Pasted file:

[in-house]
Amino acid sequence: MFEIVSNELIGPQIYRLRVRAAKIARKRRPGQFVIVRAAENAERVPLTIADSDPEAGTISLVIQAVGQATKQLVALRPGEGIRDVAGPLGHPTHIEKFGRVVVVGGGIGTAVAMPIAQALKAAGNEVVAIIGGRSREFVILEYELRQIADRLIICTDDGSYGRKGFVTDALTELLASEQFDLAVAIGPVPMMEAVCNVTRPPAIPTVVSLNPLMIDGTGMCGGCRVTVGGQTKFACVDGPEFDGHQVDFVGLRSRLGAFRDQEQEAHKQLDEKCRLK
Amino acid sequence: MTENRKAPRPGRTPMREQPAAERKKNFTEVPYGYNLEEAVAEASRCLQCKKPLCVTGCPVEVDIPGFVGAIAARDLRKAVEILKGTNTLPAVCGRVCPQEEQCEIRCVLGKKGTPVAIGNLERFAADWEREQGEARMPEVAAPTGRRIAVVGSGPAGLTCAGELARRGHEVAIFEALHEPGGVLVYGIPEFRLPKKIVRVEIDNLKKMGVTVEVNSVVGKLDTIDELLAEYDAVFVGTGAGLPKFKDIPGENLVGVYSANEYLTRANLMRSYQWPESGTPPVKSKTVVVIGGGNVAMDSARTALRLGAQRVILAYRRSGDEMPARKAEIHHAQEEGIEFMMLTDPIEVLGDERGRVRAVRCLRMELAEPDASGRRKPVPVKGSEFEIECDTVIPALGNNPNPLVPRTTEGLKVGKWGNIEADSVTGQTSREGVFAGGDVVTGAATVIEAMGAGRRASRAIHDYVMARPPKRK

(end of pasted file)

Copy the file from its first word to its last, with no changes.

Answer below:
[in-house]
Amino acid sequence: MFEIVSNELIGPQIYRLRVRAAKIARKRRPGQFVIVRAAENAERVPLTIADSDPEAGTISLVIQAVGQATKQLVALRPGEGIRDVAGPLGHPTHIEKFGRVVVVGGGIGTAVAMPIAQALKAAGNEVVAIIGGRSREFVILEYELRQIADRLIICTDDGSYGRKGFVTDALTELLASEQFDLAVAIGPVPMMEAVCNVTRPPAIPTVVSLNPLMIDGTGMCGGCRVTVGGQTKFACVDGPEFDGHQVDFVGLRSRLGAFRDQEQEAHKQLDEKCRLK
Amino acid sequence: MTENRKAPRPGRTPMREQPAAERKKNFTEVPYGYNLEEAVAEASRCLQCKKPLCVTGCPVEVDIPGFVGAIAARDLRKAVEILKGTNTLPAVCGRVCPQEEQCEIRCVLGKKGTPVAIGNLERFAADWEREQGEARMPEVAAPTGRRIAVVGSGPAGLTCAGELARRGHEVAIFEALHEPGGVLVYGIPEFRLPKKIVRVEIDNLKKMGVTVEVNSVVGKLDTIDELLAEYDAVFVGTGAGLPKFKDIPGENLVGVYSANEYLTRANLMRSYQWPESGTPPVKSKTVVVIGGGNVAMDSARTALRLGAQRVILAYRRSGDEMPARKAEIHHAQEEGIEFMMLTDPIEVLGDERGRVRAVRCLRMELAEPDASGRRKPVPVKGSEFEIECDTVIPALGNNPNPLVPRTTEGLKVGKWGNIEADSVTGQTSREGVFAGGDVVTGAATVIEAMGAGRRASRAIHDYVMARPPKRK